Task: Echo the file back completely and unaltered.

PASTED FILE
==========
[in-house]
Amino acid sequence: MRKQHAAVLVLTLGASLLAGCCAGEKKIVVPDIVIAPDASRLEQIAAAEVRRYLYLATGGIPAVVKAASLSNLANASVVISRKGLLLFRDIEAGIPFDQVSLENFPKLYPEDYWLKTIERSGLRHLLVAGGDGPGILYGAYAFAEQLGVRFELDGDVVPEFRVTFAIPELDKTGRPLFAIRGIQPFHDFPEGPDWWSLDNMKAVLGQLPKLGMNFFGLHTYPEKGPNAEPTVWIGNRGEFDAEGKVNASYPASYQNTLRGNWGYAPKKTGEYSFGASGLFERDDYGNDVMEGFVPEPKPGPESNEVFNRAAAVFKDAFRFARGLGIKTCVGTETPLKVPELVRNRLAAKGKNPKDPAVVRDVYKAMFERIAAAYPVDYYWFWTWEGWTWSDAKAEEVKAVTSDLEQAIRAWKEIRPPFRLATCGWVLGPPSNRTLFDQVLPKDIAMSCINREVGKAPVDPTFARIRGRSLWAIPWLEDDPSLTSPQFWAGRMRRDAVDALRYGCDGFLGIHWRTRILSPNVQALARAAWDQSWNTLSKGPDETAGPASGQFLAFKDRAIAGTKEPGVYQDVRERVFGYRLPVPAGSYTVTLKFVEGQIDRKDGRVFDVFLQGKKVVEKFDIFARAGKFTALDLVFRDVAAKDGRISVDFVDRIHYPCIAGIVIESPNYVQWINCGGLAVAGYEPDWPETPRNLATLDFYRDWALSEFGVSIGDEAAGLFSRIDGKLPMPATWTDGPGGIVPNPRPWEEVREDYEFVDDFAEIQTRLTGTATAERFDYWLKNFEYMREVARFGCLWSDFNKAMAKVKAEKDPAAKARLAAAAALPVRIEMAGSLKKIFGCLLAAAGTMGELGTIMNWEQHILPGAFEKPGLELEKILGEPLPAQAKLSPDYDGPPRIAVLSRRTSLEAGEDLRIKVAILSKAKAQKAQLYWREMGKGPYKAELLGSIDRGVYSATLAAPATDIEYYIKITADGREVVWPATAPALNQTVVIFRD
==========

[in-house]
Amino acid sequence: MRKQHAAVLVLTLGASLLAGCCAGEKKIVVPDIVIAPDASRLEQIAAAEVRRYLYLATGGIPAVVKAASLSNLANASVVISRKGLLLFRDIEAGIPFDQVSLENFPKLYPEDYWLKTIERSGLRHLLVAGGDGPGILYGAYAFAEQLGVRFELDGDVVPEFRVTFAIPELDKTGRPLFAIRGIQPFHDFPEGPDWWSLDNMKAVLGQLPKLGMNFFGLHTYPEKGPNAEPTVWIGNRGEFDAEGKVNASYPASYQNTLRGNWGYAPKKTGEYSFGASGLFERDDYGNDVMEGFVPEPKPGPESNEVFNRAAAVFKDAFRFARGLGIKTCVGTETPLKVPELVRNRLAAKGKNPKDPAVVRDVYKAMFERIAAAYPVDYYWFWTWEGWTWSDAKAEEVKAVTSDLEQAIRAWKEIRPPFRLATCGWVLGPPSNRTLFDQVLPKDIAMSCINREVGKAPVDPTFARIRGRSLWAIPWLEDDPSLTSPQFWAGRMRRDAVDALRYGCDGFLGIHWRTRILSPNVQALARAAWDQSWNTLSKGPDETAGPASGQFLAFKDRAIAGTKEPGVYQDVRERVFGYRLPVPAGSYTVTLKFVEGQIDRKDGRVFDVFLQGKKVVEKFDIFARAGKFTALDLVFRDVAAKDGRISVDFVDRIHYPCIAGIVIESPNYVQWINCGGLAVAGYEPDWPETPRNLATLDFYRDWALSEFGVSIGDEAAGLFSRIDGKLPMPATWTDGPGGIVPNPRPWEEVREDYEFVDDFAEIQTRLTGTATAERFDYWLKNFEYMREVARFGCLWSDFNKAMAKVKAEKDPAAKARLAAAAALPVRIEMAGSLKKIFGCLLAAAGTMGELGTIMNWEQHILPGAFEKPGLELEKILGEPLPAQAKLSPDYDGPPRIAVLSRRTSLEAGEDLRIKVAILSKAKAQKAQLYWREMGKGPYKAELLGSIDRGVYSATLAAPATDIEYYIKITADGREVVWPATAPALNQTVVIFRD